|Bennett, Andrew (Stockport N)||Davis, Clinton, (Hackney Central)||Golding, John|
|Bidwell, Sydney||Davis, Terry (B'rm'ham, Stechford)||Grant, George (Morpeth)|
|Booth, Rt Hon Albert||Deaklns, Eric||Grant, John (Islington C)|
|Boothroyd, Miss Betty||Dean, Joseph (Leeds West)||Hamilton, James (Bothwell)|
|Bottomley, Rt Hon Arthur (M'brough)||Dempsey, James||Hardy, Peter|
|Bradley, Tom||Dewar, Donald||Harrison, Rt Hon Walter|
|Brown, Hugh D. (Provan)||Dixon, Donald||Hart, Rt Hon Dame Judith|
|Brown, Robert C. (Newcastle W)||Dobson, Frank||Hattersley, Rt Hon Roy|
|Brown, Ron (Edinburgh, Leith)||Dormand, Jack||Haynes, Frank|
|Buchan, Norman||Douglas, Dick||Healey, Rt Hon Denis|
|Callaghan, Rt Hon. J. (Cardiff SE)||Douglas-Mann, Bruce||Heffer, Eric S.|
|Callaghan, Jim (Middleton & P)||Dubs, Alfred||Hogg, Norman (E Dunbartonshire)|
|Campbell, Ian||Duffy, A. E. P.||Holland, Stuart (L'beth, Vauxhall)|
|Campbell-Savours, Dale||Dunn, James A. (Liverpool, Kirkdale)||Home Robertson, John|
|Canavan, Dennis||Dunnett, Jack||Homewood, William|
|Cant, R. B.||Dunwoody, Mrs. Gwyneth||Hooley, Frank|
|Carmichael, Neil||Eadle, Alex||Howell, Rt Hon Denis (B'ham, Sm H)|
|Cartwrlght, John||Eastham, Ken||Howells, Geraint|
|Clark, David (South Shields)||Edwards, Robert (Wolv SE)||Huckfield, Les|
|Cocks, Rt Hon Michael (Bristol S)||Ellis, Raymond (NE Derbyshire)||Hughes, Roy (Newport)|
|Cohen, Stanley||Ellis, Tom (Wrexham)||Janner, Hon Greville|
|Coleman, Donald||English, Michael||Jay, Rt Hon Douglas|
|Concannon, Rt Hon J. D.||Evans, Ioan (Aberdare)||John, Brynmor|
|Conlan, Bernard||Evans, John (Newton)||Johnson, James (Hull west)|
|Cook, Robin F.||Field, Frank||Jones, Rt Hon Alec (Rhondda)|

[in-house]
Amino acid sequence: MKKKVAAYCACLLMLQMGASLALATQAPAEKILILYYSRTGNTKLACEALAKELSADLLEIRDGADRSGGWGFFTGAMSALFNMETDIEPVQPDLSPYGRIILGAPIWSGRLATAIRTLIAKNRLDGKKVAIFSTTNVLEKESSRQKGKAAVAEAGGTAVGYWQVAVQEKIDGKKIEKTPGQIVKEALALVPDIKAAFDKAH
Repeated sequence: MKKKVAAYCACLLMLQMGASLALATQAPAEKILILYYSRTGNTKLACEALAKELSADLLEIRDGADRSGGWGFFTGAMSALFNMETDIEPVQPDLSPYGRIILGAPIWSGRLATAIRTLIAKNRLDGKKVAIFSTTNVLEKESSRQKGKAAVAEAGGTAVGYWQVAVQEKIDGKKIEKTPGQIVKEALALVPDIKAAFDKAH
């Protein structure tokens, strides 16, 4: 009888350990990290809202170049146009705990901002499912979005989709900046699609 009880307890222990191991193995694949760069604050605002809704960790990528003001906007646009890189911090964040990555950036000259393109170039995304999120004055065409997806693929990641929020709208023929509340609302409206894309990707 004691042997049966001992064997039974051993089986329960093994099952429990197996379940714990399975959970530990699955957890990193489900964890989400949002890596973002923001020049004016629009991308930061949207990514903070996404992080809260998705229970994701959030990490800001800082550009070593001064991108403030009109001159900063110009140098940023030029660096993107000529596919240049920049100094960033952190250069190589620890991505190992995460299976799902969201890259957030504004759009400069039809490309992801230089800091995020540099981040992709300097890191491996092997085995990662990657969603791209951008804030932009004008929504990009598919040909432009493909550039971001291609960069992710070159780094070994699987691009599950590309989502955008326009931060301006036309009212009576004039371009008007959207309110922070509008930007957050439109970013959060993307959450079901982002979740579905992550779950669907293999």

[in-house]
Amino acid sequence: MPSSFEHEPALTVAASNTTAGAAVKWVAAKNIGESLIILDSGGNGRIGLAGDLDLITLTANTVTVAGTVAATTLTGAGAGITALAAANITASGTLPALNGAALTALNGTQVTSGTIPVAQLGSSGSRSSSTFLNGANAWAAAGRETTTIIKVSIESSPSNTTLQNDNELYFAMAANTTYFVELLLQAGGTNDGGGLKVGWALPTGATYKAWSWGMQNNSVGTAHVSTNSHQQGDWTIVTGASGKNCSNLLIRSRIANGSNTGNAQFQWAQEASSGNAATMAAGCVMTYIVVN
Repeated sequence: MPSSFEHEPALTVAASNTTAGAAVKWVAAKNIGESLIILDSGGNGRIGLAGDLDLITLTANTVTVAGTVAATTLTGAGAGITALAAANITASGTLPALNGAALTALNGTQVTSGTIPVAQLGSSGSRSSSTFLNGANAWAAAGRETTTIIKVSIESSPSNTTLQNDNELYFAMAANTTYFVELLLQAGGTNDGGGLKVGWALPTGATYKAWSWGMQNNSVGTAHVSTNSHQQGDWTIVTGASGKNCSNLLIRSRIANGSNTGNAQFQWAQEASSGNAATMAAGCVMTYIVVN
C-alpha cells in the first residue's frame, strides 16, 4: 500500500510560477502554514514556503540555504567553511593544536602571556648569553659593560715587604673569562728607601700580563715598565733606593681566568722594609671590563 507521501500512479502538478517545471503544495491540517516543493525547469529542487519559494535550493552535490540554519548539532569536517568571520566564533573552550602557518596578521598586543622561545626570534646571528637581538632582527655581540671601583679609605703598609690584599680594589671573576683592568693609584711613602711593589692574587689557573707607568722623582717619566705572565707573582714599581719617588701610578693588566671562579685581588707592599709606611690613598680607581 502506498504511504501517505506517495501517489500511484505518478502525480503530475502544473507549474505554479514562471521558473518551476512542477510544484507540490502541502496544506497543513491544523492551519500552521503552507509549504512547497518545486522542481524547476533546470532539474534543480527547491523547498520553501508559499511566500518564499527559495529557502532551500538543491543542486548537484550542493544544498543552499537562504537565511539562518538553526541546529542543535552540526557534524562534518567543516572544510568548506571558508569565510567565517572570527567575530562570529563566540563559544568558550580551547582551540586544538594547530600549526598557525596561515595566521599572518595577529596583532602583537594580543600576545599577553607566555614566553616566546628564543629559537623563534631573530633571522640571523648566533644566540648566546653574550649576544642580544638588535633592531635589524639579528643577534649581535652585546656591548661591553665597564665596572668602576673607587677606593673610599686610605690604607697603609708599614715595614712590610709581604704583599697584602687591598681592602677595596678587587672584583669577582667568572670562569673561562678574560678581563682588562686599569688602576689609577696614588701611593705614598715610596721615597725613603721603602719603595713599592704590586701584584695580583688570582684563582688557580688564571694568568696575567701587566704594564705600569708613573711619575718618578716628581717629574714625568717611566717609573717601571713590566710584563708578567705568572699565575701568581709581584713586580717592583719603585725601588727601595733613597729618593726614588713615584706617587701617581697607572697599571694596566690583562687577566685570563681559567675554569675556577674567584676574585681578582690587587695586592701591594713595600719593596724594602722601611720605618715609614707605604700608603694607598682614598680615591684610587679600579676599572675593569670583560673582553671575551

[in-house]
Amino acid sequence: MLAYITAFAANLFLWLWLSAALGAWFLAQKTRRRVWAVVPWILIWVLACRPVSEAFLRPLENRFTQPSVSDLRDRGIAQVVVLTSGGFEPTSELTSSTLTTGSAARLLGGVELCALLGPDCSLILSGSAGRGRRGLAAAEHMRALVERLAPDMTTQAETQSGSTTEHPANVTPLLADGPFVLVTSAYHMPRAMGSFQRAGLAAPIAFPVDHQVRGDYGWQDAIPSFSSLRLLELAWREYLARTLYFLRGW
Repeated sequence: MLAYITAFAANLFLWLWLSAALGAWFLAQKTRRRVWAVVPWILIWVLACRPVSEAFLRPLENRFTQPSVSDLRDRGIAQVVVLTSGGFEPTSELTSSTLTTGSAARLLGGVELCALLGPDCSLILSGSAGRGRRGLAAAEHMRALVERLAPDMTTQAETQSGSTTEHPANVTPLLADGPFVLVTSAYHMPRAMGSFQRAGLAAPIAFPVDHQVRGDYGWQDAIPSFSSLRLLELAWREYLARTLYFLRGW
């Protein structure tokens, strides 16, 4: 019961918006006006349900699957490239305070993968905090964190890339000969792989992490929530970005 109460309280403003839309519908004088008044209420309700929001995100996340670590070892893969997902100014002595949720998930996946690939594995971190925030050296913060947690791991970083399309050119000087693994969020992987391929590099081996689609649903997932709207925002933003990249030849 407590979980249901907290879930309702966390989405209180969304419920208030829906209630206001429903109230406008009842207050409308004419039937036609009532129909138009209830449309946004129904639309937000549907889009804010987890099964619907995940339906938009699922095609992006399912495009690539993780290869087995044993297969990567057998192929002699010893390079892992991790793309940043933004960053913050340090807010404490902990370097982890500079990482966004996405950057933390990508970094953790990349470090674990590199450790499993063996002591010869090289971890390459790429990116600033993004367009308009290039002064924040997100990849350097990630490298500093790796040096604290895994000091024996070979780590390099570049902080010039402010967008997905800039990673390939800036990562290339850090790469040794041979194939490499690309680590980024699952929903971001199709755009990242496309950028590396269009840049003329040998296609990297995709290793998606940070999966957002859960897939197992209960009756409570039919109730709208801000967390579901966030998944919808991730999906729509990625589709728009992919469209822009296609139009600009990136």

|Jones, Barry (East Flint)||Mitchell, R. C. (Soton, Itchen)||Skinner, Dennis|
|Jones, Dan (Burnley)||Morris, Rt Hon Charles (Openshaw)||Soley, Clive|
|Kaufman, Rt Hon Gerald||Morris, Rt Hon John (Aberavon)||Spearing, Nigel|
|Kerr, Russell||Morton, Barry||Spriggs, Leslie|
|Kilroy-Silk, Robert||Moyle, Rt Hon Roland||Stallard, A. W.|
|Kinnock, Neil||Mulley, Rt Hon Frederick||Steel, Rt Hon David|
|Lambie, David||Newens, Stanley||Stoddart, David|
|Lamborn, Harry||Oakes, Rt Hon Gordon||Stott, Roger|
|Lamond, James||O'Halloran, Michael||Strang, Gavin|
|Leadbitter, Ted||O'Neill, Martin||Straw, Jack|
|Leighton, Ronald||Orme, Rt Hon Stanley||Summerskill, Hon Dr Shirley|
|Lestor, Miss Joan (Eton & Slough)||Owen, Rt Hon Dr David||Taylor, Mrs Ann (Bolton West)|
|Lewis, Ron (Carlisle)||Palmer, Arthur||Thomas, Jeffrey (Abertillery)|
|Litherland, Robert||Park, George||Thomas, Mike (Newcastle East)|
|Lofthouse, Geoffrey||Parry, Robert||Thomas, Dr Roger (Carmarthen)|
|Lyon, Alexander (York)||Pendry, Tom||Thorne, Stan (Preston South)|
|McCartney, Hugh||Penhaligon, David||Tilley, John|
|McDonald, Dr Oonagh||Powell, Raymond (Ogmore)||Torney, Tom|
|McGuire, Michael (Ince)||Prescott, John||Varley, Rt Hon Eric G.|
|McKay, Allen (Penistone)||Price, Christopher (Lewisham West)||Wainwright, Edwin (Dearne Valley)|
|McKelvey, William||Race, Reg||Walker, Rt Hon Harold (Doncaster)|
|MacKenzie, Rt Hon Gregor||Rees, Rt Hon Merlyn (Leeds South)||Weetch, Ken|
|Maclennan, Robert||Richardson, Miss Jo||Wellbeloved, James|
|McMillan, Tom (Glasgow, Central)||Roberts, Allan (Bootle)||Welsh, Michael|
|McNally, Thomas||Roberts, Ernest (Hackney North)||White, Frank R. (Bury & Radcliffe)|
|McNamara, Kevin||Roberts, Gwilym (Cannock)||White, James (Glasgow, Pollok)|
|McWilliam, John||Robertson, George||Whitlock, William|
|Magee, Bryan||Robinson, Geoffrey (Coventry NW)||Willey, Rt Hon Frederick|